Countries that have ratified the Minamata Convention on Mercury, a United Nations-backed international treaty designed to protect human health and the environment from releases of mercury and mercury compounds, are required to produce a National Action Plan (NAP). Each must state, very clearly, how the mercury being used at artisanal and small-scale gold mines will be phased out. In most areas of sub-Saharan Africa, however, devising a comprehensive NAP promises to be an enormous and indeed, challenging, undertaking. Here, the institutional capacity and resources, expertise and at times, commitment needed to capture the level of detail the Minamata Secretariat expects to be included in each NAP are woefully lacking. One of the more challenging tasks ahead, given the shortage of hard data available on the sector’s populations, production and activities, promises to be the design and implementation of appropriate educational, communication and support-related strategies for the ‘vulnerable populations’ who rely on work at artisanal and small-scale gold mines for their incomes. This is especially significant for women, who, despite accounting for at least 50 percent of the region’s artisanal and small-gold mine workforce, mostly carry out the manual work at the lower tiers of the sector’s labour hierarchies. Taking stock of this largely ‘invisible’ work and the circumstances driving individuals to pursue employment in this sector in the first place, this paper reflects critically on the challenges with reducing women’s exposure to mercury at artisanal and small-scale gold mines in sub-Saharan Africa. It draws on findings from ongoing research in Ghana, the location of one of the largest and most dynamic artisanal and small-scale gold mining sectors in the region.

GAVIN MICHAEL HILSON, YANFEI HU (2022)Changing priorities, shifting narratives: Remapping rural livelihoods in Africa's artisanal and small-scale mining sector, In: Journal of rural studies [e-journal] Elsevier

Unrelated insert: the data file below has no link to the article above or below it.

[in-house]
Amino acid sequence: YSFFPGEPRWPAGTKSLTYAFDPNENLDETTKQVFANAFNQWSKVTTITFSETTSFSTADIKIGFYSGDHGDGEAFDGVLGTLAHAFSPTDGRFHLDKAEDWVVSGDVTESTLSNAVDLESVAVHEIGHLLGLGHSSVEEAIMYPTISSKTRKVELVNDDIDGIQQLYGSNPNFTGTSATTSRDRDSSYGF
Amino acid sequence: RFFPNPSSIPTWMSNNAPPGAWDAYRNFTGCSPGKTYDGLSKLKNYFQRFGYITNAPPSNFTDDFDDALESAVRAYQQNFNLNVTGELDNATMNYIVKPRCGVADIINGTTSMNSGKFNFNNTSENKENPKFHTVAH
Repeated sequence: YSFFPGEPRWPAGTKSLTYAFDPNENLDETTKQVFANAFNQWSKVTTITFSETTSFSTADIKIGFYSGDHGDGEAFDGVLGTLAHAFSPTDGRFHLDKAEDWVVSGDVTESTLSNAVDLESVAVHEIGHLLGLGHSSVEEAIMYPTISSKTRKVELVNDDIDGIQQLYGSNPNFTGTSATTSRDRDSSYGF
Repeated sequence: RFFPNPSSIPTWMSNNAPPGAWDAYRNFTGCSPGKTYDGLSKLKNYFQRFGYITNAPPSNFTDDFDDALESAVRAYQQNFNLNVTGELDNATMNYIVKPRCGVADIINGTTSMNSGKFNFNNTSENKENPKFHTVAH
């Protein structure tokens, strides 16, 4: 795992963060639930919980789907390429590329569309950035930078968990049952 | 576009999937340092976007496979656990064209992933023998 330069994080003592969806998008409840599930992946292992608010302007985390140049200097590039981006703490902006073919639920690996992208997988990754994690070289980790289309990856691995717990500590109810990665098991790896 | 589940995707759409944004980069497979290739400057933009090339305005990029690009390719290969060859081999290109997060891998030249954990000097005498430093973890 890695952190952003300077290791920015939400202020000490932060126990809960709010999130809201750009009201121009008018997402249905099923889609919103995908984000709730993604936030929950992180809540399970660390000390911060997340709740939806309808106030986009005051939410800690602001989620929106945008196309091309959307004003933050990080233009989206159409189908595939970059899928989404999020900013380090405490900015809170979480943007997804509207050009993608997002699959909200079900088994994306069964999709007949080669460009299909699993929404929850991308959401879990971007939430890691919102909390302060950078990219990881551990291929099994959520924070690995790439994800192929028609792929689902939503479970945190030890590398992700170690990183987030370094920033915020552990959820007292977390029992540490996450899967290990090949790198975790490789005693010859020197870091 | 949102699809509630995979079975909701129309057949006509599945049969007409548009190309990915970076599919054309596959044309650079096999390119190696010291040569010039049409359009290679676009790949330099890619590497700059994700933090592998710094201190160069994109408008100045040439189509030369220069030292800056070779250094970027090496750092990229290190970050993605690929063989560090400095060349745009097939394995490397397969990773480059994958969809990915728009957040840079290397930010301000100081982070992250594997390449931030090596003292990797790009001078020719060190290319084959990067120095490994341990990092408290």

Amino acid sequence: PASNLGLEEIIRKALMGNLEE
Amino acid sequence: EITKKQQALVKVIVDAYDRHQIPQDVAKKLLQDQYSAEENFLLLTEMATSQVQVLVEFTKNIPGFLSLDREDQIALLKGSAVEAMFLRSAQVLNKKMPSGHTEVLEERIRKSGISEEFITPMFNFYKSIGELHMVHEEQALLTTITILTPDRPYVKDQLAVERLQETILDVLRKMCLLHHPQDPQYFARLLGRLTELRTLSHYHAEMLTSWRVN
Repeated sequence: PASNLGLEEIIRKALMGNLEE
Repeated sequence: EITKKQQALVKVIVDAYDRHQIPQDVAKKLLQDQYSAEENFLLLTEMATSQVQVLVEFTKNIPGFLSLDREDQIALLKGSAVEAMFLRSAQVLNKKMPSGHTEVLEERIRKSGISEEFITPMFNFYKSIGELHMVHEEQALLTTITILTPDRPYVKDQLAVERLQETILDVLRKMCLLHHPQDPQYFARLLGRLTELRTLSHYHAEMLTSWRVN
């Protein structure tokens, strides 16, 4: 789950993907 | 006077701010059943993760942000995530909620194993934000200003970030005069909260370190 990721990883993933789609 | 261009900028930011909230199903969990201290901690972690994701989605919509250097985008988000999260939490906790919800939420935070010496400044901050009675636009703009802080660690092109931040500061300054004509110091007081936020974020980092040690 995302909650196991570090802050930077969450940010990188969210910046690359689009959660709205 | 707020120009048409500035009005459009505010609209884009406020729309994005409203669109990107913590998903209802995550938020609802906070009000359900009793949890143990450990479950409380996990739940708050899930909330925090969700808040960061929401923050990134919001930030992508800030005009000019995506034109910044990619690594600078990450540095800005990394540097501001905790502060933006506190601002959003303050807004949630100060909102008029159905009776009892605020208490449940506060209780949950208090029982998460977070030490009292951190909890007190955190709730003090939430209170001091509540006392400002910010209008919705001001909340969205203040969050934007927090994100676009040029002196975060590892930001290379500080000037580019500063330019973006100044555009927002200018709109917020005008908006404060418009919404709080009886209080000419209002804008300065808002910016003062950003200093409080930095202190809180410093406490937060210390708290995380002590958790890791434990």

This paper presents fresh ideas on why, in sub-Saharan Africa, people choose to engage in artisanal and small-scale mining (ASM) – low-tech, labour-intensive mineral extraction and processing – for lengthy periods. It nuances claims that ASM is largely ‘poverty-driven’ by weighing in more closely on the fates of individuals in the region who turn to the sector for income out of desperation. A closer inspection of the livelihood trajectories of these people reveals that many have managed to overcome challenging work conditions and position themselves to use ASM as a ‘platform for wealth creation’. An analysis of these experiences reveals a more comprehensive picture of ASM’s complexities, as well as illuminates further the sector’s economic importance in sub-Saharan Africa. A case study of the gold-rich locality of Prestea, one of Ghana’s most strategic ASM corridors and where numerous people who initially pursued work in the sector have managed to accumulate income and open their own businesses and/or invest in the community, is used to reinforce these points. A more complete picture of ASM livelihood trajectories would go a long way towards fortifying the case for formalizing and supporting the sector, and, more generally, making it more of a focal point of rural poverty alleviation and development strategy in sub-Saharan Africa.

Gavin Hilson, Steven Van Bockstael, Titus Sauerwein, Abigail Hilson, James McQuilken (2020)Artisanal and small-scale mining, and COVID-19 in sub-Saharan Africa: A preliminary analysis, In: World Development139105315 Elsevier